30 Apr 2019
Following criminal charges laid by the Australian Health Practitioner Regulation Agency (AHPRA), in a landmark decision, a Tasmanian court has imposed the largest fine against an individual for offences under the National Law in Australia with the conviction of a suspended physiotherapist, Mr Michael Sylvester Dempsey for holding out.
On 19 February 2019, Mr Dempsey pleaded guilty to charges of holding out 11 people as registered physiotherapists or occupational therapists, when they were not. Today, Mr Dempsey was convicted and fined $120,000.
Mr Dempsey admitted in the Tasmanian Magistrates’ Court in Launceston to knowingly holding people out as registered health practitioners, when they were not, at various aged care facilities in Tasmania. The charges were laid by AHPRA under the National Law.1
AHPRA CEO Martin Fletcher said this outcome demonstrates the regulator’s determination to protect the Australian community from such unlawful and deceptive behaviour.
‘The deliberate, intentional and deceptive behaviour uncovered as part of this case is of the most serious kind perpetrated on vulnerable people in aged care facilities.
‘AHPRA will not hesitate to take action if we identify someone is practising as a registered practitioner when they are not registered,’ he said.
‘It also highlights the importance of the public and employers checking the online national register of practitioners to make sure services are being provided by a registered health practitioner. If you think someone is not registered – and they should be – tell AHPRA,’ he added.
AHPRA started its investigation after receiving a complaint from a registered chiropractor employed by Mr Dempsey’s company Libero Health Care Pty Ltd (Libero).
Following its investigation, AHPRA alleged that Libero was engaging unregistered people to provide regulated health services, specifically complex health care to residents at aged care facilities. AHPRA also alleged that the people held out by Libero to deliver services were not registered practitioners and had been instructed to falsely assume/sign the names of registered practitioners when providing treatment to residents in the aged care facilities they visited.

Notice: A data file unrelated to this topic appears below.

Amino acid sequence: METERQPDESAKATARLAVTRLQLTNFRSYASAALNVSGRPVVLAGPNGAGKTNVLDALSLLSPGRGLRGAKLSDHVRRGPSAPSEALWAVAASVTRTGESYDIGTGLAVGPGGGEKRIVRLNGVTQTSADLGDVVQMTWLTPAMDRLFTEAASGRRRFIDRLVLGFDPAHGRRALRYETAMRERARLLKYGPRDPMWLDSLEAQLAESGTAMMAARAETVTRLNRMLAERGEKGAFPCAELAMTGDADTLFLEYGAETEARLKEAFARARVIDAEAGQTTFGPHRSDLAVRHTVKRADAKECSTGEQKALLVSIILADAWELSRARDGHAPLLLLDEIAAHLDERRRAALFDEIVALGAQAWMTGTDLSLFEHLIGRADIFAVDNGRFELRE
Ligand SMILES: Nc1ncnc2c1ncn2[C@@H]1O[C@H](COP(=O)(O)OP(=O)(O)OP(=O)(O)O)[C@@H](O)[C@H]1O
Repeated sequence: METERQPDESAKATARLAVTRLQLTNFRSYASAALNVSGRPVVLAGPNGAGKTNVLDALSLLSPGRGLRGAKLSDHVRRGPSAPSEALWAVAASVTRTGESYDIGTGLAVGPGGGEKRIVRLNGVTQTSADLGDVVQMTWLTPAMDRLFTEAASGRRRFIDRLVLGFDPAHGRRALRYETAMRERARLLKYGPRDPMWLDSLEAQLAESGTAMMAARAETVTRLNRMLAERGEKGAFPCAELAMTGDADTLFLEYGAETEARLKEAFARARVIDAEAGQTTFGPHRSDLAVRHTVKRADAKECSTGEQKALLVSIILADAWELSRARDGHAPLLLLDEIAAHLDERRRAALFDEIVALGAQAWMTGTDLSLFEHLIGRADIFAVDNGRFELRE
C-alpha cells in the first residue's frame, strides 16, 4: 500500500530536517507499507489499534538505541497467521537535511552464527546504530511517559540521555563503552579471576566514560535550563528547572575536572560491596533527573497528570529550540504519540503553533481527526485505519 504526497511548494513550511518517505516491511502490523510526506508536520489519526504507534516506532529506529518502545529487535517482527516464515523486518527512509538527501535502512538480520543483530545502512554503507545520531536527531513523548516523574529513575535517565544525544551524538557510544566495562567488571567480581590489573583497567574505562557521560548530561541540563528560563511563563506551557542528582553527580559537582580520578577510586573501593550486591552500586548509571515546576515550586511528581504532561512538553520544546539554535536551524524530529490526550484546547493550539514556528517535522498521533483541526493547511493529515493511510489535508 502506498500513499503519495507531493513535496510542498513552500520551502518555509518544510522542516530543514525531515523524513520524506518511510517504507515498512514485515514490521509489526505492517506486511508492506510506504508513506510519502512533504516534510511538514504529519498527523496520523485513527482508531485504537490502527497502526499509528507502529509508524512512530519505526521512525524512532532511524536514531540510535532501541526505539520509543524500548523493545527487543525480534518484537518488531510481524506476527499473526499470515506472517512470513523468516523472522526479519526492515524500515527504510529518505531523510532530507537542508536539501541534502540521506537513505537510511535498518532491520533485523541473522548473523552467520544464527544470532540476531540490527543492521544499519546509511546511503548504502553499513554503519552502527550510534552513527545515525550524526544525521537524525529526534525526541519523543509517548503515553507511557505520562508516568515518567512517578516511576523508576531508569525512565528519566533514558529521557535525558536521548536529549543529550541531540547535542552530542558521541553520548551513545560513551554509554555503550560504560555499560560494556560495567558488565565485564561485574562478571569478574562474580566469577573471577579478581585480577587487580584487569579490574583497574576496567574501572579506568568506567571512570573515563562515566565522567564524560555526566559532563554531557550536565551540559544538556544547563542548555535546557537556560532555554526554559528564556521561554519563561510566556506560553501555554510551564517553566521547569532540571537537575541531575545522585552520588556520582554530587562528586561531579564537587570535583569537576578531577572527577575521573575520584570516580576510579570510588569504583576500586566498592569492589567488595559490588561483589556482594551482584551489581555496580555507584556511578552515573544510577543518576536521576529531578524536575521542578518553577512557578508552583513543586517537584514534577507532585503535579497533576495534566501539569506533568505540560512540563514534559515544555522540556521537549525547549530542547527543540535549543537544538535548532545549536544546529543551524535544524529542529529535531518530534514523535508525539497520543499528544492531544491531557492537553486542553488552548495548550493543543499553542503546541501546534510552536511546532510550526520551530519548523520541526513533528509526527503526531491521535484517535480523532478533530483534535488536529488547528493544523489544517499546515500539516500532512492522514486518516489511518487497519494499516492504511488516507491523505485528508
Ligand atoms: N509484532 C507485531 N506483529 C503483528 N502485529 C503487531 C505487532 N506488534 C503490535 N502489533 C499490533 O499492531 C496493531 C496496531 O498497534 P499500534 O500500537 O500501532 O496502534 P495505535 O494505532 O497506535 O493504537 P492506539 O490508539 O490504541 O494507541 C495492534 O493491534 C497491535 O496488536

The people held out came from unrelated sectors including hospitality and transport, to provide pain management services to around 78 patients whose ages ranged from 67 to 99 years of age across several aged care facilities in Tasmania.
On 21 January 2019, Libero was placed into liquidation and is no longer trading and on 27 September 2018 Mr Dempsey had his registration as a physiotherapist suspended by the Physiotherapy Board of Australia.
The Physiotherapy Board of Australia Chair Ms Kim Gibson and Occupational Therapy Board of Australia Board Chair Ms Julie Brayshaw joined in unison to welcome the court’s ruling as a strong deterrent.
‘To claim another person is registered, when they are not, is serious as it puts vulnerable people at risk and threatens patient safety. We expect registered practitioners to know better. This type of intentional, unlawful behaviour will not go unchecked. Together with AHPRA, we as National Boards will continue to ensure regulation of physiotherapists and occupational therapists to protect the public,’ they said.
Anyone with concerns about whether an individual holds registration with a national health profession board, can check the register of practitioners maintained by AHPRA. If they are not listed contact AHPRA on 1300 419 495.